Mendoza Argentina the Scent of Malbec Wine

Mendoza Argentina the Scent of Malbec Wine

Patricia Gras

I was born in Houston Texas while my parents were doing their respective medical residencies, my dad as an anesthesiologist and my mom as a biochemist.  But as child I really first noticed the world where I was raised, in Mendoza Argentina. It’s always very easy for me to talk about this increasingly popular city where I grew up and where I was always surrounded by loving family and friends. You have probably heard of this city because it is the capital of the most prominent wine region in Latin America.

When I was growing up, I had no idea how important wine would be for this town. I knew I saw vineyards everywhere, but when you are a child you don’t understand the economics of a place, you just like where you are depending who you are with, and if there is a place to play. In Mendoza, I was always surrounded by stunning views of the Andes Mountains. My backyard had a small vineyard and so did a lot of my neighbors. When we played, our snacks were always Malbec grapes.

In Mendoza I don’t remember one day of rain. It was always sunny and the seasons well defined. I did hate the winter because we didn’t have central heating, so I would shriver every morning before going to school in my mom’s fiat. Everywhere you were in Mendoza, you could always see the snow capped Andes Mountains in the background and they were always stunning.

My grandfather had owned a wine business so I had a lot of family involved in that industry. I actually played in wine pools and can always remember the scent of wine, but frankly even though wine was never missing in a meal, I didn’t understand its importance until I got older. My grandfather was from Molins de Rey, a town close to Barcelona in Spain and he like other immigrants from Italy and other European countries started vineyards to produce mainly Malbec and other fine wines.

Today, Mendoza is among the “Great Wine Capitals of the World,” along with Napa, California, Bordeaux and Rioja. The region attracts winemakers from all over the world and they are investing in the region with the most innovating technology.

Tourism has also increased considerably since I was a child. Every year for instance between February and March, Mendoza celebrates the ever growing grape harvest festival (la Fiesta de la Vendimia.)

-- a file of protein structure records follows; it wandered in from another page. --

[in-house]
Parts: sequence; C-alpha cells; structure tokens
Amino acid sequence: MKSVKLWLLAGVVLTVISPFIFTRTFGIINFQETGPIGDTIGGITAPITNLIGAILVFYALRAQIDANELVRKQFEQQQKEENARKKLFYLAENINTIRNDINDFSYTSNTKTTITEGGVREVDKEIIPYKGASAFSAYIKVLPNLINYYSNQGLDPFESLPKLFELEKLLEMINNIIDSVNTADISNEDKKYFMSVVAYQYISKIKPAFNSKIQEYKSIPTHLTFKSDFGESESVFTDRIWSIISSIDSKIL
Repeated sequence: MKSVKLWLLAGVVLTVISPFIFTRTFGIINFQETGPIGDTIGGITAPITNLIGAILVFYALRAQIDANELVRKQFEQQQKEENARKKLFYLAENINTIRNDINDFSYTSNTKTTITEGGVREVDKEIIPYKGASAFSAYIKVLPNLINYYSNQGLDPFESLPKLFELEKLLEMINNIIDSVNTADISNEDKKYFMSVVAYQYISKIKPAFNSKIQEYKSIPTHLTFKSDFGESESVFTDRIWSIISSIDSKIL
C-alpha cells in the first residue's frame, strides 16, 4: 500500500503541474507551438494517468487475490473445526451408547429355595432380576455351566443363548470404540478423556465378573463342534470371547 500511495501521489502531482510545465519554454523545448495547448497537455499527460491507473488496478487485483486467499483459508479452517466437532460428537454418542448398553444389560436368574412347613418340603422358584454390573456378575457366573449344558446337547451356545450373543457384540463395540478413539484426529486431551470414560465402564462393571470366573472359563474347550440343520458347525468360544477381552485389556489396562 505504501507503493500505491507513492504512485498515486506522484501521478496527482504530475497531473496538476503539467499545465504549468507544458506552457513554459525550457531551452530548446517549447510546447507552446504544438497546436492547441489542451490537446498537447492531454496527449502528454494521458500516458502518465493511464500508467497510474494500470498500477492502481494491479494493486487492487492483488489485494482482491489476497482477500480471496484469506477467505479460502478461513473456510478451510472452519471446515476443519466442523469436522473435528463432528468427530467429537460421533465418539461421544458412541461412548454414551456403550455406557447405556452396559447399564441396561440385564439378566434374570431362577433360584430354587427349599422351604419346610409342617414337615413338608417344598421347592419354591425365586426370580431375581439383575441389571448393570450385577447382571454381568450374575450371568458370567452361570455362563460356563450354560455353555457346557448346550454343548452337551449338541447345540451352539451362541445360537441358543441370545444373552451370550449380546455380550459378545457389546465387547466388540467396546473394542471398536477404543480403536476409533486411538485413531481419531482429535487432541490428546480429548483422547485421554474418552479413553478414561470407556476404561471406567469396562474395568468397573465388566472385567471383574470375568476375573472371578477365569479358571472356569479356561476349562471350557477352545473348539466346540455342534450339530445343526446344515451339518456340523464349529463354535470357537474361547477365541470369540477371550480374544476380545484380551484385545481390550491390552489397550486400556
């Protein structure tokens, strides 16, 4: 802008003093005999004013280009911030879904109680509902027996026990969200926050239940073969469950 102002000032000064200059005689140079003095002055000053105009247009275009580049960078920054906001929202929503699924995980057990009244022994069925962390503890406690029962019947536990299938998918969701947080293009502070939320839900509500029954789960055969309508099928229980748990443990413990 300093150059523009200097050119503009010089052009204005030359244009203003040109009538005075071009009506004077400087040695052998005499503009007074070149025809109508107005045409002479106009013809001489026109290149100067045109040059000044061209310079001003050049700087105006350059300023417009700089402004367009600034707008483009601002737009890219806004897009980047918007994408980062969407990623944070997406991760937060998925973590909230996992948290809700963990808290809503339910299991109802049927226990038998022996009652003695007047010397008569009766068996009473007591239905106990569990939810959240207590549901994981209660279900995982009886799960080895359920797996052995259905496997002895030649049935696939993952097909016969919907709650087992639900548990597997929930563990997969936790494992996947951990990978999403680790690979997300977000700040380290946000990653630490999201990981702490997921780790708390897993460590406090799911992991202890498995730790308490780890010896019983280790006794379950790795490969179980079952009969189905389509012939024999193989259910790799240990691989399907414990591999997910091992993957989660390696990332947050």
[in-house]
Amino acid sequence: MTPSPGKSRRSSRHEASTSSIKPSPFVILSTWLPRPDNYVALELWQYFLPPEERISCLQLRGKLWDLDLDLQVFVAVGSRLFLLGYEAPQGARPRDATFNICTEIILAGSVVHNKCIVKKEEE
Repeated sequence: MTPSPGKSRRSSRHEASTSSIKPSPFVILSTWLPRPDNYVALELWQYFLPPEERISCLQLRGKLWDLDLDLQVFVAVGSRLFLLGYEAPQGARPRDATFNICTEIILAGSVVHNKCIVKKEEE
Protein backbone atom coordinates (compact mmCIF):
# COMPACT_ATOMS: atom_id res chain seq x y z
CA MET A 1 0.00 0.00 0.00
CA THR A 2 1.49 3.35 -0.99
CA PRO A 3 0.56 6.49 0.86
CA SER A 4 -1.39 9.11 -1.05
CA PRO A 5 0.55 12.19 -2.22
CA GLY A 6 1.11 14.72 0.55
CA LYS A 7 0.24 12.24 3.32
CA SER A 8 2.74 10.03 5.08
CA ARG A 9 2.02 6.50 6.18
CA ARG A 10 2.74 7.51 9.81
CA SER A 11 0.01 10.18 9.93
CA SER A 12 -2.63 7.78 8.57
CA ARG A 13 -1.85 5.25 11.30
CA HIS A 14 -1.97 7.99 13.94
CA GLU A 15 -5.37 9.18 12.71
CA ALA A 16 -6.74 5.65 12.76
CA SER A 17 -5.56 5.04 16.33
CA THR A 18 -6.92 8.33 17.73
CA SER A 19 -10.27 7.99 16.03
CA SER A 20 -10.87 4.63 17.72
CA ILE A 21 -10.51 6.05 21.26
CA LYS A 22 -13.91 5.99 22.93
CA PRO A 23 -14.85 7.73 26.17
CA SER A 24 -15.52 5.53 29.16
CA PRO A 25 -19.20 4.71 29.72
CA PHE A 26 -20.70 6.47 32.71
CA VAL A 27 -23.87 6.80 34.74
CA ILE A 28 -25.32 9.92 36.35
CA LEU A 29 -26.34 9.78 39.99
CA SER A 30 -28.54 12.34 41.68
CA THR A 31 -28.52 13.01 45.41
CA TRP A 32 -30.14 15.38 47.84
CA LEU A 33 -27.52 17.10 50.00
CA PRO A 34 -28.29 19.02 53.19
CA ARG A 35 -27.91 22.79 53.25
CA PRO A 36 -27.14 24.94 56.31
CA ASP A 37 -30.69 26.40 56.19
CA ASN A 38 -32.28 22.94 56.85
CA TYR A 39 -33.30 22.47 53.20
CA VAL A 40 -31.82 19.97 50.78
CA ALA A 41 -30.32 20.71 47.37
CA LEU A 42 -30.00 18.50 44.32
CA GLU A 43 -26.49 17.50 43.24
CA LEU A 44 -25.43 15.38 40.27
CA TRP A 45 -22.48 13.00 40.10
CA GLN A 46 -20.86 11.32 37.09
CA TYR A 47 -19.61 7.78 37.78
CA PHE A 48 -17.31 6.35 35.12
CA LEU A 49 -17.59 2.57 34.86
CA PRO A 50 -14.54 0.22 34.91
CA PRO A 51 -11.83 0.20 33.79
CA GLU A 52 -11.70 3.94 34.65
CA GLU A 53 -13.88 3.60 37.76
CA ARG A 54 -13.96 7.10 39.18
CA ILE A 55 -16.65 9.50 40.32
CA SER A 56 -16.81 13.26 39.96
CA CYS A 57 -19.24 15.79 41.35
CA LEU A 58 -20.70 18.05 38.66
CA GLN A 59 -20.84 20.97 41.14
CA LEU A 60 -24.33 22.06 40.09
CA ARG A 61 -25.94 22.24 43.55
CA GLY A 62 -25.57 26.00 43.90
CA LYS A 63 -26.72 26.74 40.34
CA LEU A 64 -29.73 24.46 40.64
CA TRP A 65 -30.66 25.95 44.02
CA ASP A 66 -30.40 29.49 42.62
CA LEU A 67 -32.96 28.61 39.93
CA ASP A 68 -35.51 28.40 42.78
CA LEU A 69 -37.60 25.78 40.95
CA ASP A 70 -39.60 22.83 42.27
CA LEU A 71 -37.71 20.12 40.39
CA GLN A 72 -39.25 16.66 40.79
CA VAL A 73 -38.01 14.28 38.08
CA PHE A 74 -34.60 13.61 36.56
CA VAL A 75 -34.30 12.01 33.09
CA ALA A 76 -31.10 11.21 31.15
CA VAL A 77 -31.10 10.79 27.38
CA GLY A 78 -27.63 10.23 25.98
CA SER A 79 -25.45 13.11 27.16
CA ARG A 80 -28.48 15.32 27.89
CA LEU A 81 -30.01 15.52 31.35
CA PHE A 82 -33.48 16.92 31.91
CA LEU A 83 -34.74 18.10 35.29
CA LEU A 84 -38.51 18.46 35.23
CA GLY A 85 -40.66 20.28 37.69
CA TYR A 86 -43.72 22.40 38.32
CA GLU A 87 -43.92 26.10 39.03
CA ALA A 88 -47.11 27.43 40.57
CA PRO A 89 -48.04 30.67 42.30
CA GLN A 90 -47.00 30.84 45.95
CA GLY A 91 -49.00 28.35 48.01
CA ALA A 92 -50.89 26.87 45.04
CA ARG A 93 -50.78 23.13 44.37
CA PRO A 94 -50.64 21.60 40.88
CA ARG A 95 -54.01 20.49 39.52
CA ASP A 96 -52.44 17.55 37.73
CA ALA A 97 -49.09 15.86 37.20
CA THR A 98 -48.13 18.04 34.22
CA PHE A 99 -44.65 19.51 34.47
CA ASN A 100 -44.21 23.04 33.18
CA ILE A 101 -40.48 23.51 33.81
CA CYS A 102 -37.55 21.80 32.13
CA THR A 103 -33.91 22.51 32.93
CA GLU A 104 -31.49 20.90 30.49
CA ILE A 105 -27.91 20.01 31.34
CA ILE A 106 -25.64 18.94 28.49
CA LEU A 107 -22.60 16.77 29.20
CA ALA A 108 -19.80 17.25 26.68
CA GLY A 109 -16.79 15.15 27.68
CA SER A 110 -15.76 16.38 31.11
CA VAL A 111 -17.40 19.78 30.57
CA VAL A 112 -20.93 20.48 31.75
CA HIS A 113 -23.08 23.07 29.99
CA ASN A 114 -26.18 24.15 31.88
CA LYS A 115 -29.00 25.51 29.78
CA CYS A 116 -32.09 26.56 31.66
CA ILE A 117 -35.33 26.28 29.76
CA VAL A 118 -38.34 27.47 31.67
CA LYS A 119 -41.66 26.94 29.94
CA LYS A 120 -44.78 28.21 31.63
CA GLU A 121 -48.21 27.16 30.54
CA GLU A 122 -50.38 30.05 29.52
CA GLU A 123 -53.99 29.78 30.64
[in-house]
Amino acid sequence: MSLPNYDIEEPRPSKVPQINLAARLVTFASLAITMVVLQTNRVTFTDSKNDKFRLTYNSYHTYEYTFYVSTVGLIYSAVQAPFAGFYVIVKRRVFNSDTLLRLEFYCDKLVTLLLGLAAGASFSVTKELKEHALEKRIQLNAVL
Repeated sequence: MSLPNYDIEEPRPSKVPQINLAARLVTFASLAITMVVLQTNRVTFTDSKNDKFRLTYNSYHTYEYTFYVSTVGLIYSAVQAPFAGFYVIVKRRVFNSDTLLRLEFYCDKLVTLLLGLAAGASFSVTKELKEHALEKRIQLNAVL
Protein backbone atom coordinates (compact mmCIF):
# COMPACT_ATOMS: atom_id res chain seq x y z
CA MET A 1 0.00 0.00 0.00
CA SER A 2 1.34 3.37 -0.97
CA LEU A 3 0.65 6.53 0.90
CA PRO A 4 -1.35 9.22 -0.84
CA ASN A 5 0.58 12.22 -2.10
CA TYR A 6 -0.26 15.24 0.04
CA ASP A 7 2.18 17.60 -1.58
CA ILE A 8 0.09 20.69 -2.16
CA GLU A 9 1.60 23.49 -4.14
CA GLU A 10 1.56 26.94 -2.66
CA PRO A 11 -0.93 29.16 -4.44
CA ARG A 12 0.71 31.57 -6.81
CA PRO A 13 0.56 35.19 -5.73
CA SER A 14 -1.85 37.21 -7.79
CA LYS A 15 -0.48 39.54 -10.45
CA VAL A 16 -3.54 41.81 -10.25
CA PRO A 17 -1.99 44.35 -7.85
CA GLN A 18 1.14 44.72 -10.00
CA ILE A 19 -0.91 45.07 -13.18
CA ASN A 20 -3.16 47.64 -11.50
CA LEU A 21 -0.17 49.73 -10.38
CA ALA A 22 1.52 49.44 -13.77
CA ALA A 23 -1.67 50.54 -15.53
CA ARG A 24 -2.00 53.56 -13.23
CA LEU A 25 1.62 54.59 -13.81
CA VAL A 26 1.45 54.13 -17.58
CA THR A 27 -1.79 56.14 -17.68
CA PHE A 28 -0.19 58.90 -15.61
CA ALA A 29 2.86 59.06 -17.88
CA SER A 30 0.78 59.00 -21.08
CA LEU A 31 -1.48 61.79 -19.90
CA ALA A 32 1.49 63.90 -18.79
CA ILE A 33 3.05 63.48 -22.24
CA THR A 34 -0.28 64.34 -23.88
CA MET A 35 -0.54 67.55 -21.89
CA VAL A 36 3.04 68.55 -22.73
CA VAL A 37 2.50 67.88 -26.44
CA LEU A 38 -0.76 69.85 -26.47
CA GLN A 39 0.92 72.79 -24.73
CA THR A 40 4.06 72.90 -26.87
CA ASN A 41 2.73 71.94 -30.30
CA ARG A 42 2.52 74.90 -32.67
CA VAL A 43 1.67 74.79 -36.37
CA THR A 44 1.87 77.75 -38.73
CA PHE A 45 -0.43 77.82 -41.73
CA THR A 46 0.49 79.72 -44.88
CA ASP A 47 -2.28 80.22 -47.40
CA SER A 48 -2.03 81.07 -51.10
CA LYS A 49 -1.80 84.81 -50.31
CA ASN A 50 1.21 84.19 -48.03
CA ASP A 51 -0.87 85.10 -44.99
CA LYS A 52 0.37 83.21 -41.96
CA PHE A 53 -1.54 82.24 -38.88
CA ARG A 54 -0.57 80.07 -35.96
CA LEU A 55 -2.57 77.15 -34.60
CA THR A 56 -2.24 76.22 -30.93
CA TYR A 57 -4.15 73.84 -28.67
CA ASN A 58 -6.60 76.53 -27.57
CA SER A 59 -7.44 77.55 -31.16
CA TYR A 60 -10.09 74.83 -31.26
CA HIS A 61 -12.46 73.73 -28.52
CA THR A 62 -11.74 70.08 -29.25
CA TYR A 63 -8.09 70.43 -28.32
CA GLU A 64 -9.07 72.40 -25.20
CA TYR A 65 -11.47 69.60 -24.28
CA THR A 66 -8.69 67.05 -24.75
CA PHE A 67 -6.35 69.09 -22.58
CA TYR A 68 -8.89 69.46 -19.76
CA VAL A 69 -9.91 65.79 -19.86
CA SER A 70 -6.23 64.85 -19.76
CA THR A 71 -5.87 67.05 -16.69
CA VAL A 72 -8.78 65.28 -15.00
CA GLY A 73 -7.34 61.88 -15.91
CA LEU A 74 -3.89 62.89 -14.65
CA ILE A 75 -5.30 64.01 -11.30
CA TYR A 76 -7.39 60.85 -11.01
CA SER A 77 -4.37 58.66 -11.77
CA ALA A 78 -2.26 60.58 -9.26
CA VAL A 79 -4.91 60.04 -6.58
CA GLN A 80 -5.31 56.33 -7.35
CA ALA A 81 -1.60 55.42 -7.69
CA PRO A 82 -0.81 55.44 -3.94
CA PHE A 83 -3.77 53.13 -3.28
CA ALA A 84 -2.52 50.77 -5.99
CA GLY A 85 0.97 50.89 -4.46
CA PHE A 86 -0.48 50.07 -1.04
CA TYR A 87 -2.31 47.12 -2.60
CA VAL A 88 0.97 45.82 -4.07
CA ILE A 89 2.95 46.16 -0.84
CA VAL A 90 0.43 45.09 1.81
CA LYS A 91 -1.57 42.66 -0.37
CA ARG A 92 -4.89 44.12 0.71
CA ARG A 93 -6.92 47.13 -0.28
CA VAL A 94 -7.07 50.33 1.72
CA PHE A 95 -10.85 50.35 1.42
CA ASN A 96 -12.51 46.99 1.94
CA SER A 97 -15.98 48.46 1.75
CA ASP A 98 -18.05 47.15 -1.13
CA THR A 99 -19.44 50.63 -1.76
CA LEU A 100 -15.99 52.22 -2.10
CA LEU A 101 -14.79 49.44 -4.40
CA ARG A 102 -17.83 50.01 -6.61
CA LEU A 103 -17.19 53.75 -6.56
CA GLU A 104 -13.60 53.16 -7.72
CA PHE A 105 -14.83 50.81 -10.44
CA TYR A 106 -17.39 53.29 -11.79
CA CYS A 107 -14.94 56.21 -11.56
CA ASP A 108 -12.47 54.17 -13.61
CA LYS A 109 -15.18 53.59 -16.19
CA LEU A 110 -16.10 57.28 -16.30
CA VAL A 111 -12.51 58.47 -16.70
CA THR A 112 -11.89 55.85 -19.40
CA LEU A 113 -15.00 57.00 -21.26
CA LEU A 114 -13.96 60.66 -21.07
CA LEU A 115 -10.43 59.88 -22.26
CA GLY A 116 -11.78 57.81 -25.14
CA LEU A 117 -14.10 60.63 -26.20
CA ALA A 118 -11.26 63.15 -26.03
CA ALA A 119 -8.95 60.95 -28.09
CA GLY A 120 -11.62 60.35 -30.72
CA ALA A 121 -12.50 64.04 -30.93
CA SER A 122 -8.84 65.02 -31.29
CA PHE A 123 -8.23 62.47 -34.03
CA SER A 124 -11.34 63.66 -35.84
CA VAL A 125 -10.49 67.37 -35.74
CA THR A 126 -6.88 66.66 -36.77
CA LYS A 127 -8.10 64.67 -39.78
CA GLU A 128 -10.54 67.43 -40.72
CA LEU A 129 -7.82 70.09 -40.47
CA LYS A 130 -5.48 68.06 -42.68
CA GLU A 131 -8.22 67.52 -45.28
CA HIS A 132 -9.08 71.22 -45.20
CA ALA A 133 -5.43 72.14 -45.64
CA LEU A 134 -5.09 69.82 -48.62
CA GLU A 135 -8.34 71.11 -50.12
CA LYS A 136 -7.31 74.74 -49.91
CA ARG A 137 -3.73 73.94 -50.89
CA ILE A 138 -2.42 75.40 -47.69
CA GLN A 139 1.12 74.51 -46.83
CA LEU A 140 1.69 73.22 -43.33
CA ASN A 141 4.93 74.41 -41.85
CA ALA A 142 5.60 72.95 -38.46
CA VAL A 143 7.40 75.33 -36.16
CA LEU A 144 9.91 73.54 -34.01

This was such a special event, especially for kids, that no one could deny its magic, beauty and attraction.

Approximately a thousand performers, entertain the city’s residents and visitors in a musical Greek type Amphitheatre. Though I have travelled over 50 countries in my lifetime, I have yet to see the large-scale sound and light show I saw as a child in Mendoza. I also remember the much-awaited Carrousel parade where the local gauchos and festival queen hopefuls waved as they passed.

Life in Mendoza was full of rituals. There was the Asado or (meat grill) everySunday at different spots, like the Andino club or my uncle’s farm. On Sundays, there was usually an important soccer game the whole family watched.

Every February we would get to dress up in funny costumes and get soaking wet during carnival. In March there was of course the grape harvest festival. During the winter holidays we celebrated Christmas and New years by the pool (yes, it is summer there during Christmas in the southern hemisphere.) In springtime, I would often go to the mountains with friends to just hike, talk and drink mate (Argentine tea.) Then there was the peatonal; these are the pedestrian areas in the city’s center where people gather to have a cup of coffee, shop or watch street performers. This is where I would often meet friends on Saturday mornings to do some people watching.

Almost everywhere you are in Mendoza, you can see Aconcagua, at nearly 23,000 feet, it is the highest mountain in Latin America.  And so you will always find a mountain climber walking around the streets of city.

Mendoza owns part of my heart and I have never met anyone who didn’t enjoy visiting. Besides great wine, the cuisine is exquisite, there are great crafts and galleries, adventure tourism and great plazas and parks, but for me the greatest gift Mendoza has to offer is its people. Perhaps I feel that way because I know their caliber and they know they live in a special paradise, far from the maddening crowd.

Patricia Gras is a seven-time Emmy Award-winning journalist. She is the founder and producer of the online series Passion Time. Her Twitter is: @PatriciaGras

©Literal Magazine

Posted: January 26, 2015 at 8:30 am

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